Suspense novelist Lisa Gardner researched her new book, “Live to Tell” at the Cambridge Health Alliance’s Child Assessment Unit and appears to have based a character in it on the unit’s Kathy Regan.

For a New Hampshire writer, Lisa Gardner spends a lot of time around Boston. For her latest novel, “Live to Tell,” she spent a lot of time in Cambridge — specifically at the Cambridge Health Alliance Child Assessment Unit, which served as Gardner’s model for a pediatric psychiatry unit in a plot that involves child murderers.

Gardner’s time in Cambridge isn’t over. At 7 p.m. July 14 she’ll be at Porter Square Books for a book signing co-sponsored by the alliance. While the event is free, a portion of sales of “Live to Tell” will be donated to its Alliance Foundation for Community Health, which supports the Child Assessment Unit.

Gardner visited the unit nearly a year ago and met with staff including nurse manager Kathy Regan to conduct research for the suspense novel, said David Cecere, media relations manager for the alliance.

“Regan has received national acclaim for establishing a standard for psychiatric inpatient care by adopting a more humane, trauma-sensitive treatment model for patients. Earlier this year, she got the 2009 Award for Innovation from the American Psychiatric Nurses Association,” Cecere said.

Gardner found her experience at the unit and with Regan uplifting and has expressed her gratitude in “Live to Tell,” which is being published by Bantam Books this month, acknowledging her time at a “first-class operation,” Cecere said.

The word “uplifting” is a hopeful sign for readers of the novel, which otherwise sounds dark: It begin with the murder of four members of a family and what appears to be a suicide attempt by the murderer — the father and husband.

In this fourth outing of D.D. Warren, Gardner’s fictional Boston detective, the murder interrupts a blind date and introduces Warren to a devoted mother, Victoria Oliver who, the official description goes, “has a hard time remembering what normalcy is like. But she will do anything to ensure that her troubled son has some semblance of a childhood. She will love him no matter what. Nurture him. Keep him safe. Protect him. Even when the threat comes from within her own house.”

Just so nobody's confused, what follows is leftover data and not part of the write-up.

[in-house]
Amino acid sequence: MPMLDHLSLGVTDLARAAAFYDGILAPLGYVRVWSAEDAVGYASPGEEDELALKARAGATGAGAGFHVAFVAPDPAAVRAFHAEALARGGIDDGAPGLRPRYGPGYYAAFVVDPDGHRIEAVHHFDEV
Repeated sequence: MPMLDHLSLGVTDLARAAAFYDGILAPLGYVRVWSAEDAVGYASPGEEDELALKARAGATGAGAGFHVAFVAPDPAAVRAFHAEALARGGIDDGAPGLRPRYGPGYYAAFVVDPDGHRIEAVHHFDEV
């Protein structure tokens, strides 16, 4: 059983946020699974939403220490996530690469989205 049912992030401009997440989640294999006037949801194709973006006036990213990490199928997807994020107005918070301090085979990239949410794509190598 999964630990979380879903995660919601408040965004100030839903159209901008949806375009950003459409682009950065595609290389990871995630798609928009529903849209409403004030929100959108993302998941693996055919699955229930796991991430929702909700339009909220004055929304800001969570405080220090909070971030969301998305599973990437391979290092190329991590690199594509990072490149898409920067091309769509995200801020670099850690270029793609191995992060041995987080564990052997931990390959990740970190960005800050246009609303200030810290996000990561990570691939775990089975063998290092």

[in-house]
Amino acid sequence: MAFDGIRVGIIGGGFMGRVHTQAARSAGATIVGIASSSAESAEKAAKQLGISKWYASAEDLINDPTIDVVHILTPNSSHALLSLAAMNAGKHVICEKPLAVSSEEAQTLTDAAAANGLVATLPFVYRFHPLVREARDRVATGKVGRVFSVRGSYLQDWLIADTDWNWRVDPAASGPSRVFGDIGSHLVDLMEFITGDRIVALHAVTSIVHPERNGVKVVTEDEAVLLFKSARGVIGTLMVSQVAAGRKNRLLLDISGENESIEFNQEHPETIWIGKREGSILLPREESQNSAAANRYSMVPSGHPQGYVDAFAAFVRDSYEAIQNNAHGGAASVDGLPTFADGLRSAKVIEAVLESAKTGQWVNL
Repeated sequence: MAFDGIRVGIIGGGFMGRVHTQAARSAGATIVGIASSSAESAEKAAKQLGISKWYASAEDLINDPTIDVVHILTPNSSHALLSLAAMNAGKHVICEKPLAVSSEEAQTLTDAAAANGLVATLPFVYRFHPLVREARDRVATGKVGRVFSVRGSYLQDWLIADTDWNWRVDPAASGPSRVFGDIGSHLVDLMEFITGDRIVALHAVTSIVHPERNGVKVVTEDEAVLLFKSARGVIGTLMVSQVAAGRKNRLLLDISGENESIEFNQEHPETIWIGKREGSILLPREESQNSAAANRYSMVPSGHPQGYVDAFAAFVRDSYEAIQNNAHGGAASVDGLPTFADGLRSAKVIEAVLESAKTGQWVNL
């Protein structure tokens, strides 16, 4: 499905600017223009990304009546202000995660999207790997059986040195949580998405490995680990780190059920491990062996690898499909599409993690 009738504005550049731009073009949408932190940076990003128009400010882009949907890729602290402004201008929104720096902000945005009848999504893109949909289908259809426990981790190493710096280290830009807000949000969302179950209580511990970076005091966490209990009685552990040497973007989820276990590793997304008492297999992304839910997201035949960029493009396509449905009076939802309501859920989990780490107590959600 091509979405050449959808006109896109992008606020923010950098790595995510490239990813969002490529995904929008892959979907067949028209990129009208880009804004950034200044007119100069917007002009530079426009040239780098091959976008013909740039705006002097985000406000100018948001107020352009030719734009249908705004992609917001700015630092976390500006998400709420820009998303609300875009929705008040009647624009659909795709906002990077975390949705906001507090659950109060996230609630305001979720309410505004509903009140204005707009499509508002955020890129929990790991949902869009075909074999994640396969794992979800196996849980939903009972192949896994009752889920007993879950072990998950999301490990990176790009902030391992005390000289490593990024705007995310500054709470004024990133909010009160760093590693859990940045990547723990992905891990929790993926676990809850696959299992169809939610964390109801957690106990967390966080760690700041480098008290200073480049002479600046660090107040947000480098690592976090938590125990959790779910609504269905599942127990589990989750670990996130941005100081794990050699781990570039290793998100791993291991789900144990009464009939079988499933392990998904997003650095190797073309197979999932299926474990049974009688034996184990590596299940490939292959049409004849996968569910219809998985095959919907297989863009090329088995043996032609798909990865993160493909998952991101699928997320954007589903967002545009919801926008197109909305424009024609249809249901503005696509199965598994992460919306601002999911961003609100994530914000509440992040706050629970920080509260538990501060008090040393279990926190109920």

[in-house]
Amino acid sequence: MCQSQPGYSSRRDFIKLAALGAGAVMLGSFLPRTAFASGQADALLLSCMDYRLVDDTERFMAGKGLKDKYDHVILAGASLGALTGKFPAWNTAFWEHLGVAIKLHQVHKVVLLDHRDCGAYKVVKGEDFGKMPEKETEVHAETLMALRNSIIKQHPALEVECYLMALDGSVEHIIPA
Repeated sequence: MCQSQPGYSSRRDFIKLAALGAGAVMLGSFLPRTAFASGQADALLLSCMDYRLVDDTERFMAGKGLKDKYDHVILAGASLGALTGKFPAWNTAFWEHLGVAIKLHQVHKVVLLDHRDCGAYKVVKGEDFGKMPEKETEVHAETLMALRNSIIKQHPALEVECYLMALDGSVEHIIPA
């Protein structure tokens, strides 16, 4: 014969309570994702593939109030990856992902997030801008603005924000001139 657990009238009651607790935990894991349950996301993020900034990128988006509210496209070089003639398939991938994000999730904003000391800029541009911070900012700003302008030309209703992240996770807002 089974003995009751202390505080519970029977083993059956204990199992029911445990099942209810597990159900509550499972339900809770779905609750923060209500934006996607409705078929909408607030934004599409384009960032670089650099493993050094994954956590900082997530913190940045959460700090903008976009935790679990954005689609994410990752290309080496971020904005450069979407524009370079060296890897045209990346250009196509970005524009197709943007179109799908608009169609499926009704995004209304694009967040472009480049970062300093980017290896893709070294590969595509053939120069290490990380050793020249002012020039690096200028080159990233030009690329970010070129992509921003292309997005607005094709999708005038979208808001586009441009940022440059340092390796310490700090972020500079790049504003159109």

And there’s another character that may sound a bit familiar:

Danielle Burton is a survivor, a dedicated nurse whose passion is to help children at a locked-down pediatric psych ward. But she remains haunted by a family tragedy that shattered her life nearly 25 years ago. The dark anniversary is approaching, and when D.D. Warren and her partner show up at the facility, Danielle immediately realizes: It has started again.

Booklist called the book a “gripping thriller” that “ends with a resolution that is creatively and emotionally appropriate.”

Porter Square Books is at 25 White St. in Cambridge. For information, click here. The alliance provides care in Cambridge, Somerville and Boston’s Metro North communities. It includes three hospital campuses, a network of primary care and specialty practices, the Cambridge Public Health Department and the Network Health plan. It is a Harvard Medical School teaching affiliate and affiliated with the Harvard School of Public Health, Harvard School of Dental Medicine and Tufts University School of Medicine.

This post includes material from press releases.